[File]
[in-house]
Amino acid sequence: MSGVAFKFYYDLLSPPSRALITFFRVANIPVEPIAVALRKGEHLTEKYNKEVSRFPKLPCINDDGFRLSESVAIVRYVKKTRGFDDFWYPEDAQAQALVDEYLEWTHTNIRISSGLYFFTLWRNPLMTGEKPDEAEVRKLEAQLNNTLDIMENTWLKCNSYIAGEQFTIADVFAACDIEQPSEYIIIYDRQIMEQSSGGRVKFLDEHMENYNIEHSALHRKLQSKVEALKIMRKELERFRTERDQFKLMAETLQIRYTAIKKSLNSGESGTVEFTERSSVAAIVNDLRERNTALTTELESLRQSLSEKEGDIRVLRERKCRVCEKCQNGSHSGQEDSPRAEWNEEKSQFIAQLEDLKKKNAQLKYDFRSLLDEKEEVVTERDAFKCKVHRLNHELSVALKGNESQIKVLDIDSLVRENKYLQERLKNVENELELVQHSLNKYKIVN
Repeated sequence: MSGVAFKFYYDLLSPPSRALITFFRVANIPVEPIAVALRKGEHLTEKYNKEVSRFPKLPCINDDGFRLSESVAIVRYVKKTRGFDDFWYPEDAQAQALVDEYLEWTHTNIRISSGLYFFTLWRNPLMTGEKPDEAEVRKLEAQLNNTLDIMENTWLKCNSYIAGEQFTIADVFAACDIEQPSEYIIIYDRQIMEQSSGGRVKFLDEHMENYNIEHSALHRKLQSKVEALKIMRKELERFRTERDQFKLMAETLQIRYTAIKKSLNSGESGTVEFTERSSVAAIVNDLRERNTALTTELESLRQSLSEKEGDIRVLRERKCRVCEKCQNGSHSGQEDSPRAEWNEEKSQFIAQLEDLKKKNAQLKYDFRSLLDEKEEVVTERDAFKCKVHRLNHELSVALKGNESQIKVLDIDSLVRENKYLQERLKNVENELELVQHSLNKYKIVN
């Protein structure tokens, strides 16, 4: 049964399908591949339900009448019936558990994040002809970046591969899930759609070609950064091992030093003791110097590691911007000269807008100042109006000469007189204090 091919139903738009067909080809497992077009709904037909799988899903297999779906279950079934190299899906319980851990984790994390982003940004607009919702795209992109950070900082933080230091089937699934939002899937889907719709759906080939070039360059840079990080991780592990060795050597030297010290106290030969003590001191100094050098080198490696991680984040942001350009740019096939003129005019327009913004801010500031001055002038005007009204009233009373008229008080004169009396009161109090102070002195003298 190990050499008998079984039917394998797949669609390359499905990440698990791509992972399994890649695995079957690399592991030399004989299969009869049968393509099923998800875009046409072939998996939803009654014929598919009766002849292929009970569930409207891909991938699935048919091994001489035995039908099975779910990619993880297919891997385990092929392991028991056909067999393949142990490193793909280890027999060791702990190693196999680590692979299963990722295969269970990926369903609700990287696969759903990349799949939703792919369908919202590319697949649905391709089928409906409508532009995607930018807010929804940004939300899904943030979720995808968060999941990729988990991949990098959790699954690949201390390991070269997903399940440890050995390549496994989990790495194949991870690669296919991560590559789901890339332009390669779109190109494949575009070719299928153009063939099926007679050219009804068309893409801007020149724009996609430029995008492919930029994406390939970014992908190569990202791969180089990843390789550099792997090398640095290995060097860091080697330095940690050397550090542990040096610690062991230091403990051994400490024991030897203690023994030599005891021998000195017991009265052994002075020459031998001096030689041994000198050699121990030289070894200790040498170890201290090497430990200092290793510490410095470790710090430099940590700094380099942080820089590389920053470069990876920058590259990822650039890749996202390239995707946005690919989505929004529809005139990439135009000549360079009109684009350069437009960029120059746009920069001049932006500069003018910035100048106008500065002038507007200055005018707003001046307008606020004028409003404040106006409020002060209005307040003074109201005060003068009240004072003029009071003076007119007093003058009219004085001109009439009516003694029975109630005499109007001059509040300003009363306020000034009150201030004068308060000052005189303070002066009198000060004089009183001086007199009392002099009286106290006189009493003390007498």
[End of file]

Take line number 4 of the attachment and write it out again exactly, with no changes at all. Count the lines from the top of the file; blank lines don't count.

């Protein structure tokens, strides 16, 4: 049964399908591949339900009448019936558990994040002809970046591969899930759609070609950064091992030093003791110097590691911007000269807008100042109006000469007189204090 091919139903738009067909080809497992077009709904037909799988899903297999779906279950079934190299899906319980851990984790994390982003940004607009919702795209992109950070900082933080230091089937699934939002899937889907719709759906080939070039360059840079990080991780592990060795050597030297010290106290030969003590001191100094050098080198490696991680984040942001350009740019096939003129005019327009913004801010500031001055002038005007009204009233009373008229008080004169009396009161109090102070002195003298 190990050499008998079984039917394998797949669609390359499905990440698990791509992972399994890649695995079957690399592991030399004989299969009869049968393509099923998800875009046409072939998996939803009654014929598919009766002849292929009970569930409207891909991938699935048919091994001489035995039908099975779910990619993880297919891997385990092929392991028991056909067999393949142990490193793909280890027999060791702990190693196999680590692979299963990722295969269970990926369903609700990287696969759903990349799949939703792919369908919202590319697949649905391709089928409906409508532009995607930018807010929804940004939300899904943030979720995808968060999941990729988990991949990098959790699954690949201390390991070269997903399940440890050995390549496994989990790495194949991870690669296919991560590559789901890339332009390669779109190109494949575009070719299928153009063939099926007679050219009804068309893409801007020149724009996609430029995008492919930029994406390939970014992908190569990202791969180089990843390789550099792997090398640095290995060097860091080697330095940690050397550090542990040096610690062991230091403990051994400490024991030897203690023994030599005891021998000195017991009265052994002075020459031998001096030689041994000198050699121990030289070894200790040498170890201290090497430990200092290793510490410095470790710090430099940590700094380099942080820089590389920053470069990876920058590259990822650039890749996202390239995707946005690919989505929004529809005139990439135009000549360079009109684009350069437009960029120059746009920069001049932006500069003018910035100048106008500065002038507007200055005018707003001046307008606020004028409003404040106006409020002060209005307040003074109201005060003068009240004072003029009071003076007119007093003058009219004085001109009439009516003694029975109630005499109007001059509040300003009363306020000034009150201030004068308060000052005189303070002066009198000060004089009183001086007199009392002099009286106290006189009493003390007498």